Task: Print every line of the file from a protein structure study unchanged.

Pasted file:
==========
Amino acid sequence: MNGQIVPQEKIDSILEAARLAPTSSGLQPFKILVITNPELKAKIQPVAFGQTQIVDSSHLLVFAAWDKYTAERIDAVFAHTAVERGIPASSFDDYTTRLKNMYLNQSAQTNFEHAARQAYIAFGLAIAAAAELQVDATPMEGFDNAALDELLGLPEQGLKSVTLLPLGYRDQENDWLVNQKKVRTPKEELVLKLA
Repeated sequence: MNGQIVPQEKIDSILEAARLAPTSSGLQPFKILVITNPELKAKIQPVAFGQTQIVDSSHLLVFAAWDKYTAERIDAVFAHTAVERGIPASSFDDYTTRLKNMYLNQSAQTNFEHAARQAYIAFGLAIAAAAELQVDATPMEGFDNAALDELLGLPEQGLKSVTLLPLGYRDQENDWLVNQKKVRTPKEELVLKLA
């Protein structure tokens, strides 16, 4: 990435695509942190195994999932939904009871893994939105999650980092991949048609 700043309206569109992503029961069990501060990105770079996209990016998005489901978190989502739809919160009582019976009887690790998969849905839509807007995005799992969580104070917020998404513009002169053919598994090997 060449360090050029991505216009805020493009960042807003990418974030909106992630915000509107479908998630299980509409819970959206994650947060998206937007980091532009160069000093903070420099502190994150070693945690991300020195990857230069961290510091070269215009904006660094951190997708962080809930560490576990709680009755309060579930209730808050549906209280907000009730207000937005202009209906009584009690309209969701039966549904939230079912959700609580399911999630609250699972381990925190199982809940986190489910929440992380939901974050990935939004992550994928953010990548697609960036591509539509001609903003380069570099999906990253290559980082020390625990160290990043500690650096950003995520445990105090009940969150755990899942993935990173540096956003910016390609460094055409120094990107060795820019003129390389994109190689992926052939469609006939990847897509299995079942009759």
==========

Amino acid sequence: MNGQIVPQEKIDSILEAARLAPTSSGLQPFKILVITNPELKAKIQPVAFGQTQIVDSSHLLVFAAWDKYTAERIDAVFAHTAVERGIPASSFDDYTTRLKNMYLNQSAQTNFEHAARQAYIAFGLAIAAAAELQVDATPMEGFDNAALDELLGLPEQGLKSVTLLPLGYRDQENDWLVNQKKVRTPKEELVLKLA
Repeated sequence: MNGQIVPQEKIDSILEAARLAPTSSGLQPFKILVITNPELKAKIQPVAFGQTQIVDSSHLLVFAAWDKYTAERIDAVFAHTAVERGIPASSFDDYTTRLKNMYLNQSAQTNFEHAARQAYIAFGLAIAAAAELQVDATPMEGFDNAALDELLGLPEQGLKSVTLLPLGYRDQENDWLVNQKKVRTPKEELVLKLA
């Protein structure tokens, strides 16, 4: 990435695509942190195994999932939904009871893994939105999650980092991949048609 700043309206569109992503029961069990501060990105770079996209990016998005489901978190989502739809919160009582019976009887690790998969849905839509807007995005799992969580104070917020998404513009002169053919598994090997 060449360090050029991505216009805020493009960042807003990418974030909106992630915000509107479908998630299980509409819970959206994650947060998206937007980091532009160069000093903070420099502190994150070693945690991300020195990857230069961290510091070269215009904006660094951190997708962080809930560490576990709680009755309060579930209730808050549906209280907000009730207000937005202009209906009584009690309209969701039966549904939230079912959700609580399911999630609250699972381990925190199982809940986190489910929440992380939901974050990935939004992550994928953010990548697609960036591509539509001609903003380069570099999906990253290559980082020390625990160290990043500690650096950003995520445990105090009940969150755990899942993935990173540096956003910016390609460094055409120094990107060795820019003129390389994109190689992926052939469609006939990847897509299995079942009759």